Ineos Grenadiers tear the race to pieces at the first opportunity
Egan Bernal, leader of the race since Sunday’s finish on Campo Felice, looked to be the favourite to extend his lead on the white roads and even to take a second stage victory, following his outstanding performance on the gravel last weekend, and his third place finish in Strade Bianche earlier this year.
While Ineos were happy to let the stage win go to the breakaway, they still had a clear game plan on the road to Montalcino, as they began to tear the race to pieces on the gravel with 50 kilometres left to race.
Deceuninck - Quick-step were caught out badly as the race split on the unpaved sections, with Remco Evenepoel forced to chase with his team-mates, Simon Yates (BikeExchange) also falling victim to the phenomenal pace set by Filippo Ganna for Ineos.
After that first gravel sector, the race came back together on the tarmac as teams worked together to pull back Ineos, but the moment set the scene for the time losses later in the stage.
Not content with holding position, Bernal launched a huge attack on his rivals inside the final few kilometres, dropping everyone and yet again extending his advantage and sprinting right up to the line.
Bernal now leads the Giro by 45 seconds over Vlasov, with Damiano Caruso (Bahrain-Victorious) jumping up to third place, 1-12 down on the maglia rosa.
Deceuninck - Quick-Step miss key moment as Evenepoel falters
After the tactical error on the first gravel sector, things only got worse for Evenepoel who showed his first real signs of vulnerability.
Deceuninck missed out on the split caused by Ineos on the gravel but were able to escape without losing time, but into the final kilometres of the race it became clear that Evenepoel was really struggling with the effort, having not raced for nine months and having no real experience on this type of terrain.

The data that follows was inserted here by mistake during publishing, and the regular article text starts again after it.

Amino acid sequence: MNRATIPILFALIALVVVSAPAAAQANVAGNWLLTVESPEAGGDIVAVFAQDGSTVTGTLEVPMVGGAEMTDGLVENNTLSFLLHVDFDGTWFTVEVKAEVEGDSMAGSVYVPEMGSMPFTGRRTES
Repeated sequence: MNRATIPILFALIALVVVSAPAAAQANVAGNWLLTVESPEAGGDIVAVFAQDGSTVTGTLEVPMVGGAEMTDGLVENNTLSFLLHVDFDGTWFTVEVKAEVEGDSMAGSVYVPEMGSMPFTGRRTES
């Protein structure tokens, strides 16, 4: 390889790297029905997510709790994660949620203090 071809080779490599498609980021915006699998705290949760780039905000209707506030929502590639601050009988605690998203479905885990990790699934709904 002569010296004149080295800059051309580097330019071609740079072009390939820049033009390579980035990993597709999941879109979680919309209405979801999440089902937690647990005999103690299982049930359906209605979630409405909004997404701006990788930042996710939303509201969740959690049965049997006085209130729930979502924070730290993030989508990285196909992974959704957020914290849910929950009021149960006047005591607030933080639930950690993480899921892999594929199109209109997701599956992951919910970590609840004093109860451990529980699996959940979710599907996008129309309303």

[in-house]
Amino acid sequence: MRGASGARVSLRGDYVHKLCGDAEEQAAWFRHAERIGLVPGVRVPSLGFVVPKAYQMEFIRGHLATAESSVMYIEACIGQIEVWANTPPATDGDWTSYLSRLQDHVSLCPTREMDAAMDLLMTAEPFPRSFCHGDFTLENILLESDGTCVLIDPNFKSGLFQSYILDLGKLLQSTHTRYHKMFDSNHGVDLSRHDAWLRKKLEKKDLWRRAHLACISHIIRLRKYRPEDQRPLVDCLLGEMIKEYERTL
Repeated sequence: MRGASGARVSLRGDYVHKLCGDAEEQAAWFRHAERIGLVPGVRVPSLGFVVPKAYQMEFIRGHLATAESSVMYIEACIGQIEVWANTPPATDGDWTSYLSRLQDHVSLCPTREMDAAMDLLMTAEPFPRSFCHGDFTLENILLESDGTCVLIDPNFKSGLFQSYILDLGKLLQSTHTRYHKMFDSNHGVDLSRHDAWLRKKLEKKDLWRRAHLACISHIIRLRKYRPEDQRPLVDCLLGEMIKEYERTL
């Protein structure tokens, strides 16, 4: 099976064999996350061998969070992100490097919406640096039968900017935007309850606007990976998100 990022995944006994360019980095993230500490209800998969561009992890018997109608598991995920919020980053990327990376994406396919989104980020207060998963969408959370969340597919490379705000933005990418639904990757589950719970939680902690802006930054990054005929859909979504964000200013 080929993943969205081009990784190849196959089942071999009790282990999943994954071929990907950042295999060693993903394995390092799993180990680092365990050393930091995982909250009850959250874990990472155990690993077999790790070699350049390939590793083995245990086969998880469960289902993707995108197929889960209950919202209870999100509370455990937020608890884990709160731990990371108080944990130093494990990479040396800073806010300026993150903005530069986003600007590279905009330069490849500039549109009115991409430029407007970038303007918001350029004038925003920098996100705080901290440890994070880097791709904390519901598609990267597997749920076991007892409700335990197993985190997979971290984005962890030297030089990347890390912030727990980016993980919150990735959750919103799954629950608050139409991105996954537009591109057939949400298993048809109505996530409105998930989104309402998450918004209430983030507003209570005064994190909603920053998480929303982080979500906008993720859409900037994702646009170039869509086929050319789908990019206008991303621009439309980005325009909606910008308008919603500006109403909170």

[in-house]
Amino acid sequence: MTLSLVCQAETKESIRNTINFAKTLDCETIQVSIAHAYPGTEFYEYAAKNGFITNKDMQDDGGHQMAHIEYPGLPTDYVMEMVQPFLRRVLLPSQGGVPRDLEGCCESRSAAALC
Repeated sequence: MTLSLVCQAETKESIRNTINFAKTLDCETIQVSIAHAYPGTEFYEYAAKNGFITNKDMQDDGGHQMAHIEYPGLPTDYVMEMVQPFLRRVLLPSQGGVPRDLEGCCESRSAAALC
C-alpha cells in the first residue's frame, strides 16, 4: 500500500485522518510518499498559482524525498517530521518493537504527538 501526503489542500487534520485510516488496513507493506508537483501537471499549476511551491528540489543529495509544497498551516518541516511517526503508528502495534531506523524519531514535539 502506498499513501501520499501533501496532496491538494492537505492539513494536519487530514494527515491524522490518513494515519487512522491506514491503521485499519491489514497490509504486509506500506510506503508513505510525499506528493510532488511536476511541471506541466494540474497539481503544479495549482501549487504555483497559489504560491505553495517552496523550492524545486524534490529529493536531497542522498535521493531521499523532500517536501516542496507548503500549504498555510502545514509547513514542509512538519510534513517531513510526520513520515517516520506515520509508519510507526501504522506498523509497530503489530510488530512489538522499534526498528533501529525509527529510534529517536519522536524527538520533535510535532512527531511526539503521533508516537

With around 20km left to the finish Evenepoel was firmly dropped from the group of GC leaders and dangled off the back, gradually drifting further and further away from his dream of winning his first ever Grand Tour.
Matters were compounded as communication appeared to break down between Evenepoel and his team-mate João Almeida, who was still in the GC group but didn’t drop back to help his leader.
After Evenepoel was filmed tearing out his team radio earpiece, Almeida appeared to finally get the message and appeared on the horizon in front of Evenepoel to help the young Belgian limit his losses.
In the final 15km Evenepoel had slipped back a minute to Bernal, but his chase was made even tougher as Aleksandr Vlasov (Astana-Premier Tech) kicked off a stinging attack from the group of favourites to up the pace even more, with Bernal able to follow.
The seconds began to stack up for Evenepoel who looked to be in hell on the final climb to the line, and by the finish the 21-year-old had lost 2-08 to Bernal and had slipped down to seventh overall, 2-22 off the race lead.
Hugh Carthy, Simon Yates and Aleksandr Vlasov shine
While the headline battle on the road was between Bernal and Evenepoel, a number of other riders showed their mettle on the way to Montalcino.
Aleksandr Vlasov, quietly sailing along in third place after the first week, showed his ambitions in the final 10km of the stage by launching an attack to break up the group of favourites even further.
Bernal was forced to chase and was isolated from his team, while a number of other favourites also looked strong late into the race - most notably Hugh Carthy (EF Education-Nippo) and Simon Yates (Team BikeExchange).